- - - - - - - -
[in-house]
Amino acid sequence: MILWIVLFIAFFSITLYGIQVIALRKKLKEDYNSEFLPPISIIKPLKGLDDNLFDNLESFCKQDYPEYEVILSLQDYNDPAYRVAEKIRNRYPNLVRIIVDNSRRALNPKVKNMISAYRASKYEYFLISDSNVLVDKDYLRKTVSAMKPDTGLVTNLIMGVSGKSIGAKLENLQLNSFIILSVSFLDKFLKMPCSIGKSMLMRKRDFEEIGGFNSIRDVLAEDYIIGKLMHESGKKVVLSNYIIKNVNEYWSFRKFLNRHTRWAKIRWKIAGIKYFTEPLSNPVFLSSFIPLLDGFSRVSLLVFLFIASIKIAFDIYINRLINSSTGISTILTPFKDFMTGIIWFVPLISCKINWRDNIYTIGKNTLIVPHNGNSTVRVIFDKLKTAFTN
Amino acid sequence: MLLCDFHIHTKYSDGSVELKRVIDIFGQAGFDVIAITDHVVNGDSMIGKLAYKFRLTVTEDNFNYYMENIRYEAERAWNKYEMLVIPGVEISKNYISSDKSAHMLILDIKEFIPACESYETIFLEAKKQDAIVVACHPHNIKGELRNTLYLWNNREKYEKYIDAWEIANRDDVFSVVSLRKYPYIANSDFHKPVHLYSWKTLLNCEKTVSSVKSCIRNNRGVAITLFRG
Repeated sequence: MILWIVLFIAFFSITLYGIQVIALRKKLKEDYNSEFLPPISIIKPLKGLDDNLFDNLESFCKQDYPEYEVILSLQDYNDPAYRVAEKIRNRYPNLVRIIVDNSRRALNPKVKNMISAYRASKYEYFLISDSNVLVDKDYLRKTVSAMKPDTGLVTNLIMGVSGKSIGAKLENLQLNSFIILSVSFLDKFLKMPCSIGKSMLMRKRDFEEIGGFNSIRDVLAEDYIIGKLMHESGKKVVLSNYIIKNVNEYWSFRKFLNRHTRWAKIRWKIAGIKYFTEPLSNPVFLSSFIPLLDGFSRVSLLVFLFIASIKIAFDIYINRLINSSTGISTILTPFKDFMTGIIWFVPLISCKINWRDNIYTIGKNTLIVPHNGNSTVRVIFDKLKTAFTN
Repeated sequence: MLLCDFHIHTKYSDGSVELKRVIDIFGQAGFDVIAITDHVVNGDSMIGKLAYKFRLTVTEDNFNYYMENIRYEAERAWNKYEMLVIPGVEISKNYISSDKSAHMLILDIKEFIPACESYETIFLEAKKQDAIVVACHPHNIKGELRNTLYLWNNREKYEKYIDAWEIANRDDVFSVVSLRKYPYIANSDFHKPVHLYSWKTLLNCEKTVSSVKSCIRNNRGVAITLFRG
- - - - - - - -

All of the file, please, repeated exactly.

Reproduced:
[in-house]
Amino acid sequence: MILWIVLFIAFFSITLYGIQVIALRKKLKEDYNSEFLPPISIIKPLKGLDDNLFDNLESFCKQDYPEYEVILSLQDYNDPAYRVAEKIRNRYPNLVRIIVDNSRRALNPKVKNMISAYRASKYEYFLISDSNVLVDKDYLRKTVSAMKPDTGLVTNLIMGVSGKSIGAKLENLQLNSFIILSVSFLDKFLKMPCSIGKSMLMRKRDFEEIGGFNSIRDVLAEDYIIGKLMHESGKKVVLSNYIIKNVNEYWSFRKFLNRHTRWAKIRWKIAGIKYFTEPLSNPVFLSSFIPLLDGFSRVSLLVFLFIASIKIAFDIYINRLINSSTGISTILTPFKDFMTGIIWFVPLISCKINWRDNIYTIGKNTLIVPHNGNSTVRVIFDKLKTAFTN
Amino acid sequence: MLLCDFHIHTKYSDGSVELKRVIDIFGQAGFDVIAITDHVVNGDSMIGKLAYKFRLTVTEDNFNYYMENIRYEAERAWNKYEMLVIPGVEISKNYISSDKSAHMLILDIKEFIPACESYETIFLEAKKQDAIVVACHPHNIKGELRNTLYLWNNREKYEKYIDAWEIANRDDVFSVVSLRKYPYIANSDFHKPVHLYSWKTLLNCEKTVSSVKSCIRNNRGVAITLFRG
Repeated sequence: MILWIVLFIAFFSITLYGIQVIALRKKLKEDYNSEFLPPISIIKPLKGLDDNLFDNLESFCKQDYPEYEVILSLQDYNDPAYRVAEKIRNRYPNLVRIIVDNSRRALNPKVKNMISAYRASKYEYFLISDSNVLVDKDYLRKTVSAMKPDTGLVTNLIMGVSGKSIGAKLENLQLNSFIILSVSFLDKFLKMPCSIGKSMLMRKRDFEEIGGFNSIRDVLAEDYIIGKLMHESGKKVVLSNYIIKNVNEYWSFRKFLNRHTRWAKIRWKIAGIKYFTEPLSNPVFLSSFIPLLDGFSRVSLLVFLFIASIKIAFDIYINRLINSSTGISTILTPFKDFMTGIIWFVPLISCKINWRDNIYTIGKNTLIVPHNGNSTVRVIFDKLKTAFTN
Repeated sequence: MLLCDFHIHTKYSDGSVELKRVIDIFGQAGFDVIAITDHVVNGDSMIGKLAYKFRLTVTEDNFNYYMENIRYEAERAWNKYEMLVIPGVEISKNYISSDKSAHMLILDIKEFIPACESYETIFLEAKKQDAIVVACHPHNIKGELRNTLYLWNNREKYEKYIDAWEIANRDDVFSVVSLRKYPYIANSDFHKPVHLYSWKTLLNCEKTVSSVKSCIRNNRGVAITLFRG